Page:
Contesting a Will

Unfortunately contesting a will and dispute surrounding finances is not an uncommon occurrence when a friend or family member passes away, particularly with personal wealth increasing and family relationships are no longer as straightforward as they perhaps once were. More and more people are looking into contesting a will, with many not even sure how to contest a will when they need to.

A will can be contested for a number of different reasons, with disputes arising over how the will was formed, the structure of the will or trust, the administration of the will or personal disputes that occur between the people involved, that being the executors, the trustees and the beneficiaries.

Unsurprisingly, when these disputes arise, they can have a great strain on executors and the beneficiaries as they not only disrupt the process but also bring with them, the cost of contesting a will. With a time limit to contesting a will being in place, Spratt Endicott can not only provide information about how to contest a will but can also provide swift, well thought out solutions for when these disputes do occur.

As mentioned previously, contesting a will can come in a number of different forms. The most common ways in which to contest a will are dealt with by Spratt Endicott in a proactive manner. They are as follows:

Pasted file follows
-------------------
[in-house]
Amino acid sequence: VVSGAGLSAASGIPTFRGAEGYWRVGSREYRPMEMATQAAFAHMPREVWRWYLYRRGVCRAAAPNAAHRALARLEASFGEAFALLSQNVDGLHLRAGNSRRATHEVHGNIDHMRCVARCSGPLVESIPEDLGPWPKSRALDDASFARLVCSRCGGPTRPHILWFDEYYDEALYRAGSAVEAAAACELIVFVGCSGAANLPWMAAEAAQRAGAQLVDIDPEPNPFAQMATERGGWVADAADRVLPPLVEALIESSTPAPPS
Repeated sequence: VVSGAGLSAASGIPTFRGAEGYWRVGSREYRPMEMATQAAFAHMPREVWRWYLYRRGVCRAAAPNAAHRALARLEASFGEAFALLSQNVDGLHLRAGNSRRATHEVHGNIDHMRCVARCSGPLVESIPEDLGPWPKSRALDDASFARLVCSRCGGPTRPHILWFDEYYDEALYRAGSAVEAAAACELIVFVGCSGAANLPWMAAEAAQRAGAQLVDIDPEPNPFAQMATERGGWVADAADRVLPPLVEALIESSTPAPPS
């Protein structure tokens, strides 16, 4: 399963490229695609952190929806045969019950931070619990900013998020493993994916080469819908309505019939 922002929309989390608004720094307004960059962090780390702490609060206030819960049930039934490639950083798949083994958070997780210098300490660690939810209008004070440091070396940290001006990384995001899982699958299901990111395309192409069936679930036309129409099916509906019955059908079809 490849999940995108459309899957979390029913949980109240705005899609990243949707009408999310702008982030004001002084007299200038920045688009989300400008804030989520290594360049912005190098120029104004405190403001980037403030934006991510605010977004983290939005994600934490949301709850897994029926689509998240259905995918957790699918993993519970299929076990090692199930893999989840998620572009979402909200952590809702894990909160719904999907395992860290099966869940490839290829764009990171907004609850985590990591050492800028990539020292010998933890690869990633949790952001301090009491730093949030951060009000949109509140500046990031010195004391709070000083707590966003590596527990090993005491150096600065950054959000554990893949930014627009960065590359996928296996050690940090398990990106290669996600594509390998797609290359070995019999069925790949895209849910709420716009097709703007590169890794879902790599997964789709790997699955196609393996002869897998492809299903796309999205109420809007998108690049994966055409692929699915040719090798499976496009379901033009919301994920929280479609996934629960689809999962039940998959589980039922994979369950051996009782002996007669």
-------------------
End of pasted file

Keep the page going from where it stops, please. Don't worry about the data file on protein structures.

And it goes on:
• Bringing and defending claims in line with the inheritance act (provision for family and dependents act) 1975.
  • General disagreements between beneficiaries, executors and trustees regarding the will
  • A dispute claiming that a will was written in a negligent way or that estate/trust was administrated incorrectly.
  • Requests to rectify a will
  • Applications to remove trustees from the will altogether
  • Both defending and challenging the ownership of property when the correct formalities have not been followed.

Cost of Contesting a will

The cost of contesting a will is naturally a big concern for clients, but at Spratt Endicott we offer competitive fees for all of our services, meaning that you won’t pay over the odds for contesting a will. With every circumstance being unique, it can’t be determined straight away, how much an individual case will cost, but Spratt Endicott will work their hardest to see that you achieve justice at a cost that works for you.

In some cases, contesting a will is fundable by your home insurance policy. Due to their experience with contesting a will, Spratt Endicott will be able to liaise directly with home insurers to find out whether or not you are eligible for funding.


If you are contesting a will under the Inheritance Act then the time limit to contest a will sits currently at six months. The time limit to contest a will means that you should seek legal help to ensure that your dispute is resolved within the strict time frame. Delays may prevent you getting the result you are entitled to.

Getting in touch

For more information on our Contentious Probate and Trust Disputes service, please contact Lucy Gordon on 01295 204045 or email